Generating fake data using SQL

Vinicius Negrisolo Vinicius Negrisolo PostgreSQL

Fake data are very useful in development environment for testing your application or some query performances for example. In this Blog Post I’ll share how I created a simple SQL script for PostgreSQL 🐘 to generate some fake data. Enjoy!


I started this idea when I was testing some query changes and performance improvements on a PostgreSQL database. On the very first attempt my query failed miserably because the data that I had was not enough, and creating all the data with relations was so time consuming. I’ve done some research and finally I got some amazing scripts.

The setup

All the commands are run directly in psql command line interface, so let’s connect to it:

psql -h localhost -U postgres

Then I’ve created a PostgreSQL database for isolating my tables:

\c test_db

All done, so let’s understand the model used in this blog post.

The Data Model

For the purpose of this blog post I’ve created a very simple data model that are widely used as example on a lot of sql snippets and discussions in the internet.

Here it goes an ERD image to represent the model:


And here it is the CREATE TABLE script:

  user_id INTEGER NOT NULL REFERENCES users(id),
CREATE TABLE comments(
  user_id INTEGER NOT NULL REFERENCES users(id),
  post_id INTEGER NOT NULL REFERENCES posts(id),
  body    VARCHAR(500) NOT NULL

Note that all tables have an id SERIAL PRIMARY KEY column, so PostgreSQL will take care about generating the ids for me.

A User has email, Post belongs to a User and it has title and Comment belongs to a Post and it’s made by another User and it has body column.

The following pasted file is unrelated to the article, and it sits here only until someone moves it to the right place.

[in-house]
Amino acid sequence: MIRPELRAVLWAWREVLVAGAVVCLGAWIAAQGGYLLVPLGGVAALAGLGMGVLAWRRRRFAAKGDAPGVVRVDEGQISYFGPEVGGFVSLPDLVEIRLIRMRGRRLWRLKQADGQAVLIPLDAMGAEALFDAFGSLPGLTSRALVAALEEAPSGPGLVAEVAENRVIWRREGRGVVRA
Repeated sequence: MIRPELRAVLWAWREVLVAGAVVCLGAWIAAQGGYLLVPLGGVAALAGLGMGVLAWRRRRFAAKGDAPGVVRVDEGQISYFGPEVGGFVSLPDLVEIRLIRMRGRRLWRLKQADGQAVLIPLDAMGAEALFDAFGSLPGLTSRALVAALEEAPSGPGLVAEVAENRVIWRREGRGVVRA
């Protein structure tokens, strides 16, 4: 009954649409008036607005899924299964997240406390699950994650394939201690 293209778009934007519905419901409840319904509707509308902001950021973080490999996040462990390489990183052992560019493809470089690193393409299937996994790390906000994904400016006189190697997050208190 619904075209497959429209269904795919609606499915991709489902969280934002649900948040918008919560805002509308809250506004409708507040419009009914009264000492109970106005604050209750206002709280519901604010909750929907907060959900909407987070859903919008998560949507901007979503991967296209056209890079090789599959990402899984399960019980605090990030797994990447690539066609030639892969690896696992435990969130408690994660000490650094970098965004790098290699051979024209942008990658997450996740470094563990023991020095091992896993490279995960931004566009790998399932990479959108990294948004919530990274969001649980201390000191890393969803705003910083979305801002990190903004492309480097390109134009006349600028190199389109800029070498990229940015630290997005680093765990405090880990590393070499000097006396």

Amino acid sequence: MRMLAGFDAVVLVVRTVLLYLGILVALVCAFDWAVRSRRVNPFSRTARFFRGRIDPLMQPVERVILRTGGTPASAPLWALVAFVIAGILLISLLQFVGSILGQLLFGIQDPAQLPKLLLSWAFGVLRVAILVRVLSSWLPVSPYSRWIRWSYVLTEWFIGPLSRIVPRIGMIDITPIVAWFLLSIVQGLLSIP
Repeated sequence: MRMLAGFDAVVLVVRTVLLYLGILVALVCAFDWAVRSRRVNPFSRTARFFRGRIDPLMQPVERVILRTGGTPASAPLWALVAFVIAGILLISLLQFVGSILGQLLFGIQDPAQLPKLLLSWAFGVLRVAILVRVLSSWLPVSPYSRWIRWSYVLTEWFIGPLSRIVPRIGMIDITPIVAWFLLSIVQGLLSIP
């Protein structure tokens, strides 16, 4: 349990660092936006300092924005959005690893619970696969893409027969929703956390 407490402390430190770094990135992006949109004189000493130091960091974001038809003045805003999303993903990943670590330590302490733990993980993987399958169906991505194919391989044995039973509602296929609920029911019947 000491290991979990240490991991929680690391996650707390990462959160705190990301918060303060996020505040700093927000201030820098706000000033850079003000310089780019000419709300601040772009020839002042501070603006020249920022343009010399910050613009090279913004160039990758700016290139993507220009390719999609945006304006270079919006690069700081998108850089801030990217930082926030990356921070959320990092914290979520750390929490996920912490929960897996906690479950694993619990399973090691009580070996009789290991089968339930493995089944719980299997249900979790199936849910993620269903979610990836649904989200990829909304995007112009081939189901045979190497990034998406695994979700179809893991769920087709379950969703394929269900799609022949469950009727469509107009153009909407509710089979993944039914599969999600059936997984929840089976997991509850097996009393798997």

I am using FOREIGN KEYS off course and NOT NULL as I want to have basic data validations on the DB level, as always.

Generate Random Data

Let’s start with the users table. In this case the only field that I need to generate is a VARCHAR one.

So I started this querying on GENERATE_SERIES(1, 10) as an easy way to generate 10 rows for me. Note how easy is to generate a thousand or a million of rows just changing a single number.

Then the idea is to use the seq field given by the GENERATE_SERIES to have just unique values as I have this constraint. I can also use RANDOM() function to build some random data in this case I am choosing the email domain from a finite list.

INSERT INTO users(email)
  'user_' || seq || '@' || (
    CASE (RANDOM() * 2)::INT
      WHEN 0 THEN 'gmail'
      WHEN 1 THEN 'hotmail'
      WHEN 2 THEN 'yahoo'
  ) || '.com' AS email

SELECT * FROM users;

These are the inserted users:

 id |        email
  1 |
  2 |
  3 |
  4 |
  5 |
  6 |
  7 |
  8 |
  9 |
 10 |

(10 rows) Time: 5.159 ms

I’ve got strongly inspired by this amazing PG Cast - Generating Fake Email Addresses.

This was easy, let’s move on and see how to choose random DB references.

Choosing Random Relationships

The Post model is the first one which has a FOREIGN KEY, so I have to use real values. Also I’d like to perform some queries that return some random number of rows, so I’d like to chose a random User for each Post. This is a simple way to guarantee some rand number of posts per user.